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In China churches are being demolished and new laws are set to increase monitoring of religious activities. As more Chinese turn to Christianity, the Communist Party sees a rival in a struggle for hearts and minds.
Last week, authorities in China's northern Shanxi province demolished a massive evangelical church using bulldozers and dynamite. The Jindengtai ("Golden Lampstand") mega-church, which reportedly had a congregation of 50,000 people, was one of many so-called "underground churches" in China that religious activists say are being targeted by China's Communist government.
These independent congregations are not registered with the government, which all religious organizations in China are legally required to do.
According to the government-run Global Times, the Golden Lampstead, located in the city of Linfen, was demolished as part of a "city wide campaign to demolish illegal buildings." Local officials were quoted saying the church was not built with the necessary permits and "was secretly built" under the guise of being a warehouse.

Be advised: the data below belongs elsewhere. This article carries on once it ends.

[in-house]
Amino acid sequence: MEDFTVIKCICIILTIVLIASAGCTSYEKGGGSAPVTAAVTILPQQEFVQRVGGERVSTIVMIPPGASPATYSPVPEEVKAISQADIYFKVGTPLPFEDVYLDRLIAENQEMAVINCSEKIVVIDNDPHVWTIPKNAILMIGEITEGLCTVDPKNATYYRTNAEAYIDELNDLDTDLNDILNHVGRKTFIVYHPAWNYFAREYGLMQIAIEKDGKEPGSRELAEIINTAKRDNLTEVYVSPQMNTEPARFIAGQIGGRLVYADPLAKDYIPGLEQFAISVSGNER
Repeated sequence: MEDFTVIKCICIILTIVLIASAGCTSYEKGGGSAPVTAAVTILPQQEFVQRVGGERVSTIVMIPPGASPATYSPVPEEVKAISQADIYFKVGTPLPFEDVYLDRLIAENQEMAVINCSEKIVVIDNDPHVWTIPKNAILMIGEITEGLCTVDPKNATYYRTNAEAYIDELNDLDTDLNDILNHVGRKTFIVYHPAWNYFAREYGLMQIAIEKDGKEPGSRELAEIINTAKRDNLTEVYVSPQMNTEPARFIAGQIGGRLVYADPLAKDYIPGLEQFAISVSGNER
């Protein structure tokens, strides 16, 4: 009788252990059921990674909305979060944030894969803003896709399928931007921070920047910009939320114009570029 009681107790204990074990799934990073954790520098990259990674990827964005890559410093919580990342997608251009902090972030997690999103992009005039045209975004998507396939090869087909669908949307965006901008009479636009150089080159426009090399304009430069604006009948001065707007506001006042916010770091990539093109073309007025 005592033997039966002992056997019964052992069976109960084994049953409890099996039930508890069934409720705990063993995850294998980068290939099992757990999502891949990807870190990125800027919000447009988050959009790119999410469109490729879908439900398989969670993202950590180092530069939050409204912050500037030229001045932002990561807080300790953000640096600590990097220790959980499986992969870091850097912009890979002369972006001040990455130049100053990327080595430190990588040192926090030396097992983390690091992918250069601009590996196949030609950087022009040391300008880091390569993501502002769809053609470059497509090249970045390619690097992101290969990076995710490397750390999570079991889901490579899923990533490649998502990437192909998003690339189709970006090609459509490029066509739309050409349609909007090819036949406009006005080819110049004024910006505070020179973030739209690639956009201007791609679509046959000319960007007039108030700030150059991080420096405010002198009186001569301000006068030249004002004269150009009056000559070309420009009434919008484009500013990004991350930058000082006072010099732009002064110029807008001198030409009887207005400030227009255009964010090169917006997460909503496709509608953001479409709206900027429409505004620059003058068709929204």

The Associated Press reported that the demolition was carried out by the "People's Armed Police," a paramilitary force used for civic deployment like dealing with protests and firefighting.
In December, Christian-centric news organizations in China reported that a small Catholic church located in the neighboring province of Shaanxi was demolished without any explanation. The church had stood for nearly 20 years and had been built with legal permits.
Religious oppression disguised as law?
Critics say that what Chinese officials are calling rule of law is actually part of the Communist Party's growing campaign to increase control over religious organizations and monitor any threat they may pose.